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JAMA. 1968;206(7):1560. doi:10.1001/jama.1968.03150070098020.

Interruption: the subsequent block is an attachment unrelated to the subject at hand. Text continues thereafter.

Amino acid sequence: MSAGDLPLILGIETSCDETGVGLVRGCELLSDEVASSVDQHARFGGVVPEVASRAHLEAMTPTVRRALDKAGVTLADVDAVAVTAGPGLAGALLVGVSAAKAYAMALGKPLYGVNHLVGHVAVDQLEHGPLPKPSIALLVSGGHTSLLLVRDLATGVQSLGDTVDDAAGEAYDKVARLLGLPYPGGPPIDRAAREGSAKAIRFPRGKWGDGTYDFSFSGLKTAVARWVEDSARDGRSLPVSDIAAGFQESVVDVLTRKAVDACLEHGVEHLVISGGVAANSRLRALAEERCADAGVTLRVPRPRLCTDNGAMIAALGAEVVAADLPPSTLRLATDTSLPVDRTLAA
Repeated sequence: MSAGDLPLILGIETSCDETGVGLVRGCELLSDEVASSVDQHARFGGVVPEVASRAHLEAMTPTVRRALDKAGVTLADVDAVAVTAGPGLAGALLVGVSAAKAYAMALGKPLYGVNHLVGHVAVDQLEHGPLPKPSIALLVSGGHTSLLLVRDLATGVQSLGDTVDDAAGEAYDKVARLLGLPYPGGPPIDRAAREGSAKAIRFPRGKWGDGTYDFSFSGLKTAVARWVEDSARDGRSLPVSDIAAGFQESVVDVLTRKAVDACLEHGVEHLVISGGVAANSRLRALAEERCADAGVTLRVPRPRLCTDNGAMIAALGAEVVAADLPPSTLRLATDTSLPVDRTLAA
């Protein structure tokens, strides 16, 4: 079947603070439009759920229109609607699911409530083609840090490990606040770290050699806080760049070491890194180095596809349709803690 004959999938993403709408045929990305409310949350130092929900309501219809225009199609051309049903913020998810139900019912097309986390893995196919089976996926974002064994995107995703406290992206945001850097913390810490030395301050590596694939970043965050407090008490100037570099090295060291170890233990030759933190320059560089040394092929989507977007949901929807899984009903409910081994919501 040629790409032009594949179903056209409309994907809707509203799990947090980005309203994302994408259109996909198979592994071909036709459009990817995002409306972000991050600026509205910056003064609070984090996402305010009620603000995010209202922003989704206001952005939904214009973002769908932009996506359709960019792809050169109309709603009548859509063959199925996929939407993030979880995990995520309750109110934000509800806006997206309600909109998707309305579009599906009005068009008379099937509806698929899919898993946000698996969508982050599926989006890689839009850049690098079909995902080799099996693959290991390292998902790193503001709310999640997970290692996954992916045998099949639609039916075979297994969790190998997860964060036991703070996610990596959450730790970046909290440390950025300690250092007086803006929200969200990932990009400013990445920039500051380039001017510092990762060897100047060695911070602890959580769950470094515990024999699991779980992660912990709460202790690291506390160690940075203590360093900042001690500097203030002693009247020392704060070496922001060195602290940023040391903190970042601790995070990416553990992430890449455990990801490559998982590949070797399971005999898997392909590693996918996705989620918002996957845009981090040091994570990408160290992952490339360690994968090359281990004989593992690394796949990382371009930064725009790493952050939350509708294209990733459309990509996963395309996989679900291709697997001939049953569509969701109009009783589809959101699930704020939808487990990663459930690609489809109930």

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Unwillingly, almost unwittingly, the modern physician finds himself propelled into fields seemingly remote from the healing art. The World Health Organization's definition of health as "a state of physical, mental and social well-being, and not merely the absence of disease and infirmity" moves him farther into the realm of psychology, socioeconomics, and politics. Problems of birth control, resuscitation, and organ transplantation thrust him deeper into the domain of ethics, religion, and the law. And recent neurologic and psychoendocrinologic researches edge him so close to the philosophic marshlands of mind-matter dichotomies that, in his essay on `"Psychosomatic Medicine and the Brain-Mind Relationship," Lord Brain1 found it necessary to state that one need not be philosophically committed in order to deal with psychosomatic disorders. Some hold that the mind and the brain are separate entities which interact; others that they are two aspects of the same entity. But either of these


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